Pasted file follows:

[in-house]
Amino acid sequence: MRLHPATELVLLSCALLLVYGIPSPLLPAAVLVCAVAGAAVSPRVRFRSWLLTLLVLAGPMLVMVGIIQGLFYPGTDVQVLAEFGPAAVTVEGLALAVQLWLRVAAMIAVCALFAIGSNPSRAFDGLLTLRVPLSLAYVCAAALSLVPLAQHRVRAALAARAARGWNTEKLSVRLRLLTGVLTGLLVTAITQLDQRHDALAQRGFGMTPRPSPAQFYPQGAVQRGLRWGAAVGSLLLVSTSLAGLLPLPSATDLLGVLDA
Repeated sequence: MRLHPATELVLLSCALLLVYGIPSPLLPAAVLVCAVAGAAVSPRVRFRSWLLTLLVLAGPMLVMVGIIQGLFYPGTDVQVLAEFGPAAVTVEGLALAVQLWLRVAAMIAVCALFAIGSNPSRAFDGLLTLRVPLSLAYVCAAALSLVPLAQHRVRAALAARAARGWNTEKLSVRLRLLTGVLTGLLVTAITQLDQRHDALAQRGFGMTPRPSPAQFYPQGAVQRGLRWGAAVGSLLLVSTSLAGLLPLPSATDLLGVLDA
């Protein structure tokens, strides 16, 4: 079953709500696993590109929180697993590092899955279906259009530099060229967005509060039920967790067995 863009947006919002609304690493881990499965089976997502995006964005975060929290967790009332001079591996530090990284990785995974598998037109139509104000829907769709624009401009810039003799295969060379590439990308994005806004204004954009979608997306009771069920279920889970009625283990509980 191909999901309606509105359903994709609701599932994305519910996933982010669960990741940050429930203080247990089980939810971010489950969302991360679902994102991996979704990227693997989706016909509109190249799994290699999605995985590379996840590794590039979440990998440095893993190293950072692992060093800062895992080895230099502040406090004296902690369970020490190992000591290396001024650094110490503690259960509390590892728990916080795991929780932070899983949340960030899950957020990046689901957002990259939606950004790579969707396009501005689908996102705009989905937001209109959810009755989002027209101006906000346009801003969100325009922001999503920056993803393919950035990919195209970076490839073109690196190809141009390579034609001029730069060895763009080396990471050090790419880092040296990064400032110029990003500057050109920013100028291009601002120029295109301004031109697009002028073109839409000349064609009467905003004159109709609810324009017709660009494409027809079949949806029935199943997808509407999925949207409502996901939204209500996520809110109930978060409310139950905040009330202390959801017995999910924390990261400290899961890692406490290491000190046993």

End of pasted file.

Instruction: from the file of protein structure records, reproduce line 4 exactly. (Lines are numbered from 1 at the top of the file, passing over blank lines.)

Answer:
């Protein structure tokens, strides 16, 4: 079953709500696993590109929180697993590092899955279906259009530099060229967005509060039920967790067995 863009947006919002609304690493881990499965089976997502995006964005975060929290967790009332001079591996530090990284990785995974598998037109139509104000829907769709624009401009810039003799295969060379590439990308994005806004204004954009979608997306009771069920279920889970009625283990509980 191909999901309606509105359903994709609701599932994305519910996933982010669960990741940050429930203080247990089980939810971010489950969302991360679902994102991996979704990227693997989706016909509109190249799994290699999605995985590379996840590794590039979440990998440095893993190293950072692992060093800062895992080895230099502040406090004296902690369970020490190992000591290396001024650094110490503690259960509390590892728990916080795991929780932070899983949340960030899950957020990046689901957002990259939606950004790579969707396009501005689908996102705009989905937001209109959810009755989002027209101006906000346009801003969100325009922001999503920056993803393919950035990919195209970076490839073109690196190809141009390579034609001029730069060895763009080396990471050090790419880092040296990064400032110029990003500057050109920013100028291009601002120029295109301004031109697009002028073109839409000349064609009467905003004159109709609810324009017709660009494409027809079949949806029935199943997808509407999925949207409502996901939204209500996520809110109930978060409310139950905040009330202390959801017995999910924390990261400290899961890692406490290491000190046993």